This thesis surrounds the evolving topic of unionization, particularly within the performing arts industry. As trends and regulations develop that tend away from labor organization, with an increase in non-Equity professional opportunities and the enforcement and growth of legislation such as Janus vs. AFSCME and state-by-state right-to-work laws, unions such as the Actors’ Equity Association (AEA) have more reason to market themselves than ever before. This thesis aims to examine the relationship between AEA and young theatre industry entrants, aged 18-25. The study, furthermore, employs an in-depth analysis of the AEA’s social platforms, with particular focus on Instagram, Twitter and Facebook, as well as a survey of young industry entrants aged 18-25. The study proceeds to pinpoint four key ways wherein this relationship could be improved, so as to strengthen the relationship with and garner public support from said young industry entrants. These include improved use of hashtags, use of social media to directly engage audiences both on and offline, use of social media to facilitate an open dialogue with young and aspiring theatre professionals, and use of young people’s passion for the theatre to drive results. Overall, the study is meant to serve as a framework for AEA, as well as other performing arts unions, in developing a better relationship with those young people whose livelihoods will be directly or indirectly impacted by the union’s proceedings, and to encourage union membership where applicable.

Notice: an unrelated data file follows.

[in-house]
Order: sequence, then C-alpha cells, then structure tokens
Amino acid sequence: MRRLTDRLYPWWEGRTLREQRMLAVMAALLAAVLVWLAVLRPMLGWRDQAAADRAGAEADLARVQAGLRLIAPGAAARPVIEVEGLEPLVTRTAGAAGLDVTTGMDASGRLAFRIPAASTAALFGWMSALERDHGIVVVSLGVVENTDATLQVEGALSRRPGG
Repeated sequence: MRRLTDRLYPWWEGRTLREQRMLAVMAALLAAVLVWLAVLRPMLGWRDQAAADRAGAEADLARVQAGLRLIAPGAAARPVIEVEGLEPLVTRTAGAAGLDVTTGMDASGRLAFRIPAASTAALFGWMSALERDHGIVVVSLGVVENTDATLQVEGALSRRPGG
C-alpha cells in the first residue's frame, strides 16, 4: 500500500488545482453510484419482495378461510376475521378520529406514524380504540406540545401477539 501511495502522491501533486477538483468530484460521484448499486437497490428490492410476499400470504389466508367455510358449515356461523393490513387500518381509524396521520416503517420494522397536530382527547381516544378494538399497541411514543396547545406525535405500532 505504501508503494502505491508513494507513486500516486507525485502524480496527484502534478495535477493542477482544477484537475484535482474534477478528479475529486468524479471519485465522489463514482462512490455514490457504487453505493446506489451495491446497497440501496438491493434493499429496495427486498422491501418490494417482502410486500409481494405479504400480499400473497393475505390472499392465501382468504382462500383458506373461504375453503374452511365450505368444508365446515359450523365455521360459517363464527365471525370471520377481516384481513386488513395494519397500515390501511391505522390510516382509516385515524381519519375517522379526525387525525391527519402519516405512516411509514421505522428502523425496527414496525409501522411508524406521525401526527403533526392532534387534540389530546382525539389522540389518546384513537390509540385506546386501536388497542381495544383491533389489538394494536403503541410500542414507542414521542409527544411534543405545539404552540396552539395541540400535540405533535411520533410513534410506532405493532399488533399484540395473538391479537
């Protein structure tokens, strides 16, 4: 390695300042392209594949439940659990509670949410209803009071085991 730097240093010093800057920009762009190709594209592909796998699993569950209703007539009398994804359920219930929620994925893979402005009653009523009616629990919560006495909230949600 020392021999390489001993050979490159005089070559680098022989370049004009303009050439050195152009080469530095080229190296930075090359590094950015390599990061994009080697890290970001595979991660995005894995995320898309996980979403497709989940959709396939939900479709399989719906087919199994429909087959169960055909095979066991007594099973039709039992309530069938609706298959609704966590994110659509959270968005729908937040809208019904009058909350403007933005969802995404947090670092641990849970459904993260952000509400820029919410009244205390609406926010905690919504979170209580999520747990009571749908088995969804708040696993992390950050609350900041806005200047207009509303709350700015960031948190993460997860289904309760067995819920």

Thompson, Caroline, "Performing Arts Labor Unions and Young Industry Professionals: An Analysis of Current and Future Relations" (2019). Honors College Theses. 294.